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O-014 Long-term durability of simple and balloon-assisted coil embolization for treatment of intracranial aneurysms
  1. J Delgado Almandoz1,
  2. Y Kayan1,
  3. A Wallace1,
  4. J Fease1,
  5. J Scholz1,
  6. A Milner1,
  7. M Mulder2
  1. 1Neurointerventional Radiology, Abbott Northwestern Hospital, Minneapolis, MN
  2. 2Critical Care Medicine, Abbott Northwestern Hospital, Minneapolis, MN


Purpose To determine recanalization and post-treatment rupture rates in a large cohort of patients with intracranial aneurysms treated with simple or balloon-assisted coil embolization.

Methods We retrospectively reviewed consecutive patients with intracranial aneurysms treated with simple or balloon-assisted coil embolization at our institution from August 8th, 1995 to September 30th, 2017. Baseline aneurysm and patient characteristics, procedural variables and angiographic outcomes were recorded. Aneurysm recanalization was defined as Raymond 3 or Raymond 2 with a neck remnant ≥4 mm or ≥33% of initial aneurysm volume. Multivariate regression analysis was performed to identify independent variables associated with aneurysm recanalization.

Results 1634 patients with 1935 intracranial aneurysms were included, 1196 women (73%), mean age 56 years (median 56 years, 8–97 years). 1125 aneurysms were incidental (58.1%), 752 ruptured (38.9%) and 58 symptomatic (3%). Mean aneurysm size 6.3 mm (median 5.5 mm, 1.6–27.9 mm), mean neck 3 mm (median 2.8 mm, 0.6–16.2 mm), mean dome-to-neck ratio 1.7 (median 1.5, 0.7–6.5). Aneurysm locations: 502 ICA (25.9%), 461 Acomm (23.8%), 375 MCA (19.4%), 276 Pcomm (14.3%), 128 basilar tip (6.6%), 79 other ACA (4.1%) and 114 other posterior circulation (5.9%). 749 aneurysms were treated with simple coiling (38.7%) and 1186 with balloon-assisted coiling (61.3%), mean packing density 33.4% (median 31.5%, 6.5%–94.9%). Angiographic follow-up was completed in 1574 of 1730 aneurysms available (91%), mean time to last follow-up 5.3 years (median 4.4 years, 0–20.5 years). Aneurysm occlusion at last follow-up was Raymond 1 in 878 aneurysms (55.8%), Raymond 2 in 496 aneurysms (31.5%), and Raymond 3 in 200 aneurysms (12.7%). There were 254 aneurysm recanalizations at last follow-up (16.1%), and 202 aneurysms were retreated (12.8%). Table 1 summarizes independent predictors of aneurysm recanalization in our cohort. Table 2 summarizes recanalization rates by location and rupture status. 13 aneurysms ruptured after coiling (0.8%), corresponding to an annual post-treatment rupture rate of 0.15%. Mean time from treatment to rupture was 5.8 years (median 4.5 years, 0–12.7 years). Mean time from last angiographic evaluation to rupture was 2.2 years (median 1 year, 0–10.2 years). Aneurysm occlusion at the last angiographic evaluation prior to rupture was Raymond 1 in 4 aneurysms, Raymond 2 in 3 aneurysms, and Raymond 3 in 6 aneurysms. 12 post-treatment ruptures occurred in aneurysms treated before 1/1/2008.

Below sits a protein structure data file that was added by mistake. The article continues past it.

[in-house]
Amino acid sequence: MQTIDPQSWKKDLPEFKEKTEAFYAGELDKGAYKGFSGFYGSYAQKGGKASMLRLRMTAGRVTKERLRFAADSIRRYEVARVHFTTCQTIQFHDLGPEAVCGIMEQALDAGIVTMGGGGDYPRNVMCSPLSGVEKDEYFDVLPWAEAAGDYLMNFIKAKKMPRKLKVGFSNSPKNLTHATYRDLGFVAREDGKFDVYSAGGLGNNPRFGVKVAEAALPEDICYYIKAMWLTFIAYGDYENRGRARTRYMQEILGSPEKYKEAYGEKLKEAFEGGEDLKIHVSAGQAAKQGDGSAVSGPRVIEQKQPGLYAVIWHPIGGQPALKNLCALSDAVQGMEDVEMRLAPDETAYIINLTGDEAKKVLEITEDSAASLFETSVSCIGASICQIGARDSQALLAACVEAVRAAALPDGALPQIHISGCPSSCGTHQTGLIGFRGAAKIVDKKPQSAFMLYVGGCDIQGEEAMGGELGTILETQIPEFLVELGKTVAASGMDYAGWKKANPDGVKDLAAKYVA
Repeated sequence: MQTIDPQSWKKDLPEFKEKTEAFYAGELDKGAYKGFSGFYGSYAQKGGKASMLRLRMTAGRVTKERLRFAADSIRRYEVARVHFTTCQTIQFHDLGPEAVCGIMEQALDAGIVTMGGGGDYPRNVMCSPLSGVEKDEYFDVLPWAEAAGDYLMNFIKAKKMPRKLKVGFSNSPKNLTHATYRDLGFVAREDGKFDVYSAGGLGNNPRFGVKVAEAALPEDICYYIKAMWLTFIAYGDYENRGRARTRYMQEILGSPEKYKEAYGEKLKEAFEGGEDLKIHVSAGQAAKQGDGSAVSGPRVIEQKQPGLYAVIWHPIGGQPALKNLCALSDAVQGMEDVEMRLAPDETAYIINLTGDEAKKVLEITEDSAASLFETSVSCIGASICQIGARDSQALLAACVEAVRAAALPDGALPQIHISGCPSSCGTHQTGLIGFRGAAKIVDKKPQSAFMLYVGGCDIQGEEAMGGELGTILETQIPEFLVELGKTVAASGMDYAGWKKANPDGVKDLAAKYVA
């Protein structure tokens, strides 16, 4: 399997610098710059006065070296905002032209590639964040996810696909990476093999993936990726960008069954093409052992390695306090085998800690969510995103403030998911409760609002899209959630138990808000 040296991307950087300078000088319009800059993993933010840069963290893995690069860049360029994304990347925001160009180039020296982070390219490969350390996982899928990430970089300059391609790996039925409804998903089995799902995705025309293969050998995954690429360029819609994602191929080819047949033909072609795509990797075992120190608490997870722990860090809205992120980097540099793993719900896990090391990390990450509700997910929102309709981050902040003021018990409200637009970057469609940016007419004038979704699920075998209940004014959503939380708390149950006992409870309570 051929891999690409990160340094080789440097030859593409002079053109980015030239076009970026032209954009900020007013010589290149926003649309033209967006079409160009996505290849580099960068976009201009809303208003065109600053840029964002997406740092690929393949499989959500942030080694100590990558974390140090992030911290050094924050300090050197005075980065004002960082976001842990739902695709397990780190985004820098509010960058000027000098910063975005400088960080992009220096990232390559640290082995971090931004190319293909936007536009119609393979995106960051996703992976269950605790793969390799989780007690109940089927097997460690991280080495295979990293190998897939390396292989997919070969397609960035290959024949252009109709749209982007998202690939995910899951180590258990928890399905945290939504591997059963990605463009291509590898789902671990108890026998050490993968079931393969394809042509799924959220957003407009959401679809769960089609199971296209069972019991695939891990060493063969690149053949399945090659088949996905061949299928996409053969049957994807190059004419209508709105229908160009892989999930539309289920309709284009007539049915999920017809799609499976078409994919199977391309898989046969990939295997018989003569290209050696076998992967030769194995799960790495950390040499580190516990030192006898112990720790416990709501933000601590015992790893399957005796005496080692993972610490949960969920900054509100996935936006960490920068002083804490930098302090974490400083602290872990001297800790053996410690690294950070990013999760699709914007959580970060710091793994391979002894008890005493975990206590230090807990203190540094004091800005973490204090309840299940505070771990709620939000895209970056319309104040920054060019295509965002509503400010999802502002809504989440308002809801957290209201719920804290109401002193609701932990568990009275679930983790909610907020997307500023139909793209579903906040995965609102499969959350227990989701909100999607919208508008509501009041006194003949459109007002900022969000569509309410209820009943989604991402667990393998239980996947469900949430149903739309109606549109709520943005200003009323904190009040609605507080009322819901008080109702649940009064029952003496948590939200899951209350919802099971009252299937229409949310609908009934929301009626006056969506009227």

Abstract O-014 Table 1

Independent Predictors of Aneurysm Recanalization at Last Follow-Up

Abstract O-014 Table 2

Recanalization rates by aneurysm location and rupture status

Conclusion Endovascular aneurysm treatment with coils alone is associated with relatively high long-term recanalization and post-treatment rupture rates, especially after treatment of ruptured aneurysms. Long-term angiographic follow-up and early retreatment of recanalized aneurysms would be prudent.

Disclosures J. Delgado Almandoz: 2; C; Medtronic Neurovascular, Microvention/Terumo, Penumbra, Inc. Y. Kayan: 2; C; Medtronic Neurovascular, Penumbra, Inc. A. Wallace: None. J. Fease: None. J. Scholz: None. A. Milner: None. M. Mulder: None.

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